BFI London Film Festival Day 2 – Terry Gilliam’s mind comes alive in 19 minutes thanks to The Wholly Family

13 Oct

It takes a lot of guts to find a talent as huge as Terry Gilliam, hunt him down via Google maps to his holiday home in Naples and convince him to shoot a film to promote a pasta brand by luring him with a box of said food. Is that as far-fetched as Gilliam’s mind – maybe – however, that is exactly what Garofalo pasta did a couple of years ago. As a result we have The Wholly Family. A film which was turned away from the Chicago Film Festival for being a result of extreme product placement, however welcomed with open arms at the London Film Festival.

Knowing that Gilliam’s mind is full of weird and wonderful journeys of exploration, I walked into the screening wondering how he’d be able to restrain his creativity into just one 19 minute short. The moment we see the opening panning down shot of a Naples street however, we knew something special was about to happen. The thing with Gilliam’s vision is that it has no boundaries and when the brief was to include food and exclude any killings or people dying (pasta makes us happy don’t forget!) he was like a horse galloping off the starting blocks onto a winning race.

The story itself covers a day and a night in the life of an ‘American’ family on holiday in Naples. I have the inverted commas here because due to the continental casting the mother is Italian, father English and together they produce an American son. To any other director this just wouldn’t work, however to Mr Gilliam when addressed in the Q&A after, he quite simply said – Fuck It! He liked the boy he cast – there was just something special about this kid who had never been in even a school play, and he just happened to be American. For this you cannot help but love Terry Gilliam.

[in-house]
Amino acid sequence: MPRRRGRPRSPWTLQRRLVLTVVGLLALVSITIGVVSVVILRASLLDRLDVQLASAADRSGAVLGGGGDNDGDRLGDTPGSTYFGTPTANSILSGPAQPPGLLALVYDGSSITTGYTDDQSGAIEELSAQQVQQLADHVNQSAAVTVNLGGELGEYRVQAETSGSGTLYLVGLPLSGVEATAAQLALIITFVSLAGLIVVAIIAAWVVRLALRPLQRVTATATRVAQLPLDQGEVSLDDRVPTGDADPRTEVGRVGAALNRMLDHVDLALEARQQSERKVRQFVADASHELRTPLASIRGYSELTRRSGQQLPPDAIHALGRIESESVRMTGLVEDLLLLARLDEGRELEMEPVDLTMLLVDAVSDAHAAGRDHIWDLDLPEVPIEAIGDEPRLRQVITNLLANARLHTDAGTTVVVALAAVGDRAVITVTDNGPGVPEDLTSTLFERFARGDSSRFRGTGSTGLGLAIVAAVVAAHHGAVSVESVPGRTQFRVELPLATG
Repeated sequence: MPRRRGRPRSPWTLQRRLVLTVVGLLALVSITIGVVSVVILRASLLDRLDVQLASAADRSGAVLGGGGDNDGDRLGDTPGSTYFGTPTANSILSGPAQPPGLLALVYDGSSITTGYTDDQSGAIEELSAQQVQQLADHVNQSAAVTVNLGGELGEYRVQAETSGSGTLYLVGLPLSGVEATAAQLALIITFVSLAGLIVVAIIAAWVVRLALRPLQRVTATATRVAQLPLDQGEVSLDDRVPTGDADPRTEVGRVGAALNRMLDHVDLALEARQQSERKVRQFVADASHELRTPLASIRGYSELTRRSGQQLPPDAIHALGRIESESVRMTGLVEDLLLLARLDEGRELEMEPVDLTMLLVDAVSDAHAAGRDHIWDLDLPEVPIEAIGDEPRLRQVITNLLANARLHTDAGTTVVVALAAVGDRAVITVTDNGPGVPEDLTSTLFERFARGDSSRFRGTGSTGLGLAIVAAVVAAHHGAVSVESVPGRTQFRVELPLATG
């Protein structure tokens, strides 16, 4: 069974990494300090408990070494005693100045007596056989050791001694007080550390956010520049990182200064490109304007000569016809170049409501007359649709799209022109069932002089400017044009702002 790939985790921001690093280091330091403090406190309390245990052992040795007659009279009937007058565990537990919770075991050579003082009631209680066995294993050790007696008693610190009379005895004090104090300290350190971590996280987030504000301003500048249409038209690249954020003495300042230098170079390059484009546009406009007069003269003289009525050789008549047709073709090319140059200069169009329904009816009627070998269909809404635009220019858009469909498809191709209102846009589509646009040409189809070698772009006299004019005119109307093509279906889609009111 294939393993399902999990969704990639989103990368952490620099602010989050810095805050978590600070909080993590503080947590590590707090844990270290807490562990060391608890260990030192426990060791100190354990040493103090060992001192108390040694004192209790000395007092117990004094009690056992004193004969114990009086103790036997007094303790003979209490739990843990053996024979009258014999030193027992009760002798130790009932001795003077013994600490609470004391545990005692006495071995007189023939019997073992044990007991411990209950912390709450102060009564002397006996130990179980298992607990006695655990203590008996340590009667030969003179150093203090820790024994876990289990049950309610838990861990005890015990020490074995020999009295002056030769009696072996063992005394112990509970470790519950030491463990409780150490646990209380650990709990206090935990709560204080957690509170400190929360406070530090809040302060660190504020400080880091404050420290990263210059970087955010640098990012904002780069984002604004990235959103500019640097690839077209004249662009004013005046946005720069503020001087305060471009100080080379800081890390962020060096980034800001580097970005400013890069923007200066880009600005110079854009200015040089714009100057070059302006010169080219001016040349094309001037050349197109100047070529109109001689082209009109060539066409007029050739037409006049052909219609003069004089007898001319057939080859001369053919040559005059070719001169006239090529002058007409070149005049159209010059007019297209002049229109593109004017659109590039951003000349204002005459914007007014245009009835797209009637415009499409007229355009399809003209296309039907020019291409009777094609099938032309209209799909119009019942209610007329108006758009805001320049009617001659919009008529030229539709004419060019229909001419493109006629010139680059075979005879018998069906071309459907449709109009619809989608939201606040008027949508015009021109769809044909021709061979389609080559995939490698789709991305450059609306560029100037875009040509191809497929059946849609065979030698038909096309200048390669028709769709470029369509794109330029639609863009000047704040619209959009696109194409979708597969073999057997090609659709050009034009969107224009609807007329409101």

During their walk down the typically Italian street the boy comes across a pulcinella (a Punch doll – as in Punch and Judy) and the fantastical street seller reminds the spoilt little boy that it is bad luck to buy one for yourself, but if you steal it to give to someone else it brings good luck – and as one can predict the child quickly manages to pilfer the doll and that night whilst dreaming embarks on a dream world which can only be described as a cross between the animation of Gilliam’s Monty Python and The Time Bandits. The result – an enthralling remaining 15 minutes of some of Gilliam’s most playful work (which does include a fair element of pasta) and ends with a strong moral anecdote.

I laughed out loud and forgot where I was for the duration of this film, it’s a rollercoaster ride of Gilliam’s highly imaginative mind, and having been filmed in only one week shows you just what a genius this man is. He’s also very charming and down to earth as I found in the interviews following the screening – which made the whole experience all the more fascinating.


Its playing as part of the London Film Festival’s short film line up and is most certainly worth your attention so please go watch, you will not be disappointed, it’s quite the opposite.

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